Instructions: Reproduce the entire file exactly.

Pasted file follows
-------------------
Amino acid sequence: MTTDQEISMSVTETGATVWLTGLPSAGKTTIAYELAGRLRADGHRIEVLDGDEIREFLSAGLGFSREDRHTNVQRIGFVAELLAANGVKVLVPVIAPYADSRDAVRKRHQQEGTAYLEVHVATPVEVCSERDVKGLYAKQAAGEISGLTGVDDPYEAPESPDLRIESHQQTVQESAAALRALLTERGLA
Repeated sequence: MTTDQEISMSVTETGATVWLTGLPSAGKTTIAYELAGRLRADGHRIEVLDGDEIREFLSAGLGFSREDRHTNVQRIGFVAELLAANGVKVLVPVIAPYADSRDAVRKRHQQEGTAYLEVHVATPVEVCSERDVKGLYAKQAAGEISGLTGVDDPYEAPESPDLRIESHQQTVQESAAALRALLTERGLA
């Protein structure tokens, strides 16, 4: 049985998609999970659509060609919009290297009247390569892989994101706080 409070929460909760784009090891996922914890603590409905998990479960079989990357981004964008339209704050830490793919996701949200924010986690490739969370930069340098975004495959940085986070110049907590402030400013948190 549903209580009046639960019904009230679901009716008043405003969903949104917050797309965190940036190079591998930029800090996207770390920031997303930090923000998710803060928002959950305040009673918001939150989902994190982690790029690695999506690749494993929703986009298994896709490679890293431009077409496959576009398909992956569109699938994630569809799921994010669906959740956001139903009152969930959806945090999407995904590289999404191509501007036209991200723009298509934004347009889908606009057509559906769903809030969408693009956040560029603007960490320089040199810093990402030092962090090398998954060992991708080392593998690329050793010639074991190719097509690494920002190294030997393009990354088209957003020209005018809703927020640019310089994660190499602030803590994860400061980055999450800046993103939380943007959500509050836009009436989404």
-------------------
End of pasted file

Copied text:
Amino acid sequence: MTTDQEISMSVTETGATVWLTGLPSAGKTTIAYELAGRLRADGHRIEVLDGDEIREFLSAGLGFSREDRHTNVQRIGFVAELLAANGVKVLVPVIAPYADSRDAVRKRHQQEGTAYLEVHVATPVEVCSERDVKGLYAKQAAGEISGLTGVDDPYEAPESPDLRIESHQQTVQESAAALRALLTERGLA
Repeated sequence: MTTDQEISMSVTETGATVWLTGLPSAGKTTIAYELAGRLRADGHRIEVLDGDEIREFLSAGLGFSREDRHTNVQRIGFVAELLAANGVKVLVPVIAPYADSRDAVRKRHQQEGTAYLEVHVATPVEVCSERDVKGLYAKQAAGEISGLTGVDDPYEAPESPDLRIESHQQTVQESAAALRALLTERGLA
């Protein structure tokens, strides 16, 4: 049985998609999970659509060609919009290297009247390569892989994101706080 409070929460909760784009090891996922914890603590409905998990479960079989990357981004964008339209704050830490793919996701949200924010986690490739969370930069340098975004495959940085986070110049907590402030400013948190 549903209580009046639960019904009230679901009716008043405003969903949104917050797309965190940036190079591998930029800090996207770390920031997303930090923000998710803060928002959950305040009673918001939150989902994190982690790029690695999506690749494993929703986009298994896709490679890293431009077409496959576009398909992956569109699938994630569809799921994010669906959740956001139903009152969930959806945090999407995904590289999404191509501007036209991200723009298509934004347009889908606009057509559906769903809030969408693009956040560029603007960490320089040199810093990402030092962090090398998954060992991708080392593998690329050793010639074991190719097509690494920002190294030997393009990354088209957003020209005018809703927020640019310089994660190499602030803590994860400061980055999450800046993103939380943007959500509050836009009436989404």